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Including Cultural Traditions in Your Wedding

So much of what we think of when we think of weddings, is based on our community, culture or country of origin, and of course, it is further influenced by what we see in mainstream movies, media and now, social media.

That being said, what if any wedding traditions do you and your sweetheart plan to embrace on your big day? Will your wedding include ways to honor your cultural heritage, either shared or different? And, how can this be done in a way that feels sincere and meaningful even if embracing your heritage and culture is new to you?

After all, wedding traditions tend to have a long history so it’s important to research the nuances of the traditions you would like to include, because most customs have a specific purpose, and you don’t want to be unintentionally disrespectful to the culture!

The best source of information is, of course, your family and your future in-laws. Talk to them about their/your culture and heritage in order to more fully understand the how, and why of the way weddings are traditionally celebrated in your family.

There are so many ways to say “I do!” and “I love you!” in the world, and we think that’s amazing! So, while you decide if embracing cultural traditions at your wedding is right for you, here is a very small sample of incredible wedding traditions from around the world!


When it comes to Nigerian weddings, they are definitely not a one-size-fits-all celebration! There are an estimated 371 tribes in all of Nigeria, and each tribe has unique and meaningful traditions, unique to them. But there are a few traditions that are common across the majority of Nigerian weddings. Some of those include traditional attire like aso-ebi (the word aso in Yoruba means cloth and ebi denotes family, so by extension, Aso-ebi means family cloth, and is usually worn during memorials and ceremonies, not unlike clan tartans in Scotland and Ireland), and gele ( a woman’s head wrap which can be as simple as a scarf, or bandana, or as elaborate as the train of a peacock).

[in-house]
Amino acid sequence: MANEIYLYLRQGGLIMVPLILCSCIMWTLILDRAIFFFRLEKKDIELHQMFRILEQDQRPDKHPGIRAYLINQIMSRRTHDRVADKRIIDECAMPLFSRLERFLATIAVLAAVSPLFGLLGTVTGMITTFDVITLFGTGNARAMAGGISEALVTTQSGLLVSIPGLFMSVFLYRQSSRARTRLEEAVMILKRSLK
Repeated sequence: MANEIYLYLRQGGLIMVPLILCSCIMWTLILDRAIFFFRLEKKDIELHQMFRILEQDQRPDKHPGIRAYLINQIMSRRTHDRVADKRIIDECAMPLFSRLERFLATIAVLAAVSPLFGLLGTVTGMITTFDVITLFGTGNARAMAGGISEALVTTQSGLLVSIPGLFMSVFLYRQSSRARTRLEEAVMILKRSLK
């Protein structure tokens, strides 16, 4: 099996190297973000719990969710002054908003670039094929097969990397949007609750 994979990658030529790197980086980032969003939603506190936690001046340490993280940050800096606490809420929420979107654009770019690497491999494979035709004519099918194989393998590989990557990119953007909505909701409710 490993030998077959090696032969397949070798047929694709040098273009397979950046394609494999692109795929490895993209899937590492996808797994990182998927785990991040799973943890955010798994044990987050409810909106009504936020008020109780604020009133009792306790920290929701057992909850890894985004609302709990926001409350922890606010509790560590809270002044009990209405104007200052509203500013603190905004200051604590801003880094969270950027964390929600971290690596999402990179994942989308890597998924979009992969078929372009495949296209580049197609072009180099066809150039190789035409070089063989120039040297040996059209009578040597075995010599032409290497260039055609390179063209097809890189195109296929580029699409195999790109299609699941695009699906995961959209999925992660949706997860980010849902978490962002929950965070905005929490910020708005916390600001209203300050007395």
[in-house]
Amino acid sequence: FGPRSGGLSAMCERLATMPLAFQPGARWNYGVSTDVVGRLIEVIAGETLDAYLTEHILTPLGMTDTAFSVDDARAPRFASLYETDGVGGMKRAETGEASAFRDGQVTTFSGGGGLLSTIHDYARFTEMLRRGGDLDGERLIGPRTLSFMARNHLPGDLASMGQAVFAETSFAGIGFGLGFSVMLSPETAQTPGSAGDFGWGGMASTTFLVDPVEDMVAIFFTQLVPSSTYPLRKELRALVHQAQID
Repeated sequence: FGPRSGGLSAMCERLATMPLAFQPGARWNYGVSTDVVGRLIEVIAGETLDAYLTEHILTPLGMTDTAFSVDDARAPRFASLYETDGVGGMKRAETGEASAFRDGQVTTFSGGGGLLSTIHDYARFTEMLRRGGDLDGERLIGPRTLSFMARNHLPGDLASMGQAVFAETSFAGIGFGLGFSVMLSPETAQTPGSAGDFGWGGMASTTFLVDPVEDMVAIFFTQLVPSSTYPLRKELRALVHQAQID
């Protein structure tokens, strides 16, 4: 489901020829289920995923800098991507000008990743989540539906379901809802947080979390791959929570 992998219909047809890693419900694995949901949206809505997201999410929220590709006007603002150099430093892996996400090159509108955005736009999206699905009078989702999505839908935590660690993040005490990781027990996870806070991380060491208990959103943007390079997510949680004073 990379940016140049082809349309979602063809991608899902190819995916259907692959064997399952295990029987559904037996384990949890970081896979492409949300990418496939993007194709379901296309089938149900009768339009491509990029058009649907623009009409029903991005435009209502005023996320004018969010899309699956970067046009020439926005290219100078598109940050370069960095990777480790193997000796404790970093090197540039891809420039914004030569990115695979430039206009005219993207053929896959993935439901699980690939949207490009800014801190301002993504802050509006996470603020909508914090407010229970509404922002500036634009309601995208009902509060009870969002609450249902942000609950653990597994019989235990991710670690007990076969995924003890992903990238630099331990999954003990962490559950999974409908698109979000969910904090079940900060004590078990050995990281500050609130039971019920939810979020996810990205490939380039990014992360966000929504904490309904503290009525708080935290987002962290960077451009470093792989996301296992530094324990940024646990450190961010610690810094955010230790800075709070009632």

Another Nigerian wedding tradition is the money spray at the reception, and symbolizes showering happiness, good fortune, and affection on the couple. During the Money Spray, the couple are ushered into the room and dance behind the wedding party, while the guests encircle the couple and come forward, placing bills on the couple’s forehead, thus allowing the money and good fortune to “rain down” on the Bride and Groom.


At French weddings it’s quite uncommon to see bridesmaids and groomsmen as part of the event. In France, weddings are more about bringing together two families, rather than solely centered around the bride and groom. So, though a couple may have many close friends in attendance, they are there just to enjoy the day, and not play an official role; in fact, in France is is considered proper etiquette to let both sets of parents know about the engagement and spend some time together before announcing to the rest of your circle. 

Then comes the food! It should really come as no surprise, when talking about French weddings, but food is of utmost importance at French celebrations. And, if you’re thinking of hosting a very formal affair, consider a truly French meal served mise en place, meaning, everything in its place. For meals served mise en place, each course is served, in proper order meaning: appetizer, soup, main course, palate-cleansing sorbet, salad, cheese, dessert and coffee, and a cordial, which is indeed quite an undertaking and would require a French trained chef or restaurant to pull off!


The wedding traditions practiced in China and at Chinese weddings mainly deal with bringing good luck and fortune to the marriage while also honoring and paying respect to their elders and ancestors. And it all starts with the date of the wedding. The Wedding date is of utmost importance, and you’re unlikely to see many Chinese weddings in what are considered the unlucky months of March, July and September. 

When it comes to the wedding day, the color red and the double-happiness symbol are both considered lucky and are often threaded throughout much of a Chinese wedding as a way of bringing luck and good fortune to the newlyweds. Chinese weddings also often include a tea ceremony; during which the couple will serve tea to their parents as a sign of honor, deep gratitude and respect, and parents generally reciprocate with red envelopes with money as a wedding present, to start their new lives together as a married couple. 

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